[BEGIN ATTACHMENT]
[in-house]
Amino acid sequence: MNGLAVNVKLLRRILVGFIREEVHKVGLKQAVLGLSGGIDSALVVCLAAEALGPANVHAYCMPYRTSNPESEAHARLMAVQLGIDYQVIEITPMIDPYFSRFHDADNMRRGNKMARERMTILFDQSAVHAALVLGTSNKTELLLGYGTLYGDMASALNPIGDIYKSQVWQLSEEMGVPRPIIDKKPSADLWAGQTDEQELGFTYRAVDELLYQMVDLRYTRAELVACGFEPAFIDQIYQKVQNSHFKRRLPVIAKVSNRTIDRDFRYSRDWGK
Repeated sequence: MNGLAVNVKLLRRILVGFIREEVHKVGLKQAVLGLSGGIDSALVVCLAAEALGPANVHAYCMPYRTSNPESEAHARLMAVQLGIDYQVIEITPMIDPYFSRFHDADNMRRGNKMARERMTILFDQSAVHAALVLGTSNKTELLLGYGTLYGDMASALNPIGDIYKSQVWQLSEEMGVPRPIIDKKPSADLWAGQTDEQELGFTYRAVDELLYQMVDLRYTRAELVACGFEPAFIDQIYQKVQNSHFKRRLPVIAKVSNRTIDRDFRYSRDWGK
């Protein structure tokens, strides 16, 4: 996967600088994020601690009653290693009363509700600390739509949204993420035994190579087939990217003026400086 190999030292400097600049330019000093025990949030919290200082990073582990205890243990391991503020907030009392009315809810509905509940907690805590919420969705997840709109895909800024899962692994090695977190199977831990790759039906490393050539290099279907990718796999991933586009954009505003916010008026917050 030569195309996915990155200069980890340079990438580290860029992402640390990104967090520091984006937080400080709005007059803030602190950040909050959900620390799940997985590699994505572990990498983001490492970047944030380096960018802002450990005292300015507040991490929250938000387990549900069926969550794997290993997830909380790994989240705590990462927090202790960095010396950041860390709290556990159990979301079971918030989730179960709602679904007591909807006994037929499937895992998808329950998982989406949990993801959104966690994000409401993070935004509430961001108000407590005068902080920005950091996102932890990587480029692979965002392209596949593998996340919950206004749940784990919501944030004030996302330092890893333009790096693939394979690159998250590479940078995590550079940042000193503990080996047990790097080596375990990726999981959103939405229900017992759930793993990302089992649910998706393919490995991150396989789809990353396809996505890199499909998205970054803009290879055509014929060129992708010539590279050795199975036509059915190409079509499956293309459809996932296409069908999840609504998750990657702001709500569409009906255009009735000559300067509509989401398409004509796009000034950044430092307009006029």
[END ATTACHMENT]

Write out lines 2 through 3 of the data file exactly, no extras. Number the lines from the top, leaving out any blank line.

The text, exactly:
Amino acid sequence: MNGLAVNVKLLRRILVGFIREEVHKVGLKQAVLGLSGGIDSALVVCLAAEALGPANVHAYCMPYRTSNPESEAHARLMAVQLGIDYQVIEITPMIDPYFSRFHDADNMRRGNKMARERMTILFDQSAVHAALVLGTSNKTELLLGYGTLYGDMASALNPIGDIYKSQVWQLSEEMGVPRPIIDKKPSADLWAGQTDEQELGFTYRAVDELLYQMVDLRYTRAELVACGFEPAFIDQIYQKVQNSHFKRRLPVIAKVSNRTIDRDFRYSRDWGK
Repeated sequence: MNGLAVNVKLLRRILVGFIREEVHKVGLKQAVLGLSGGIDSALVVCLAAEALGPANVHAYCMPYRTSNPESEAHARLMAVQLGIDYQVIEITPMIDPYFSRFHDADNMRRGNKMARERMTILFDQSAVHAALVLGTSNKTELLLGYGTLYGDMASALNPIGDIYKSQVWQLSEEMGVPRPIIDKKPSADLWAGQTDEQELGFTYRAVDELLYQMVDLRYTRAELVACGFEPAFIDQIYQKVQNSHFKRRLPVIAKVSNRTIDRDFRYSRDWGK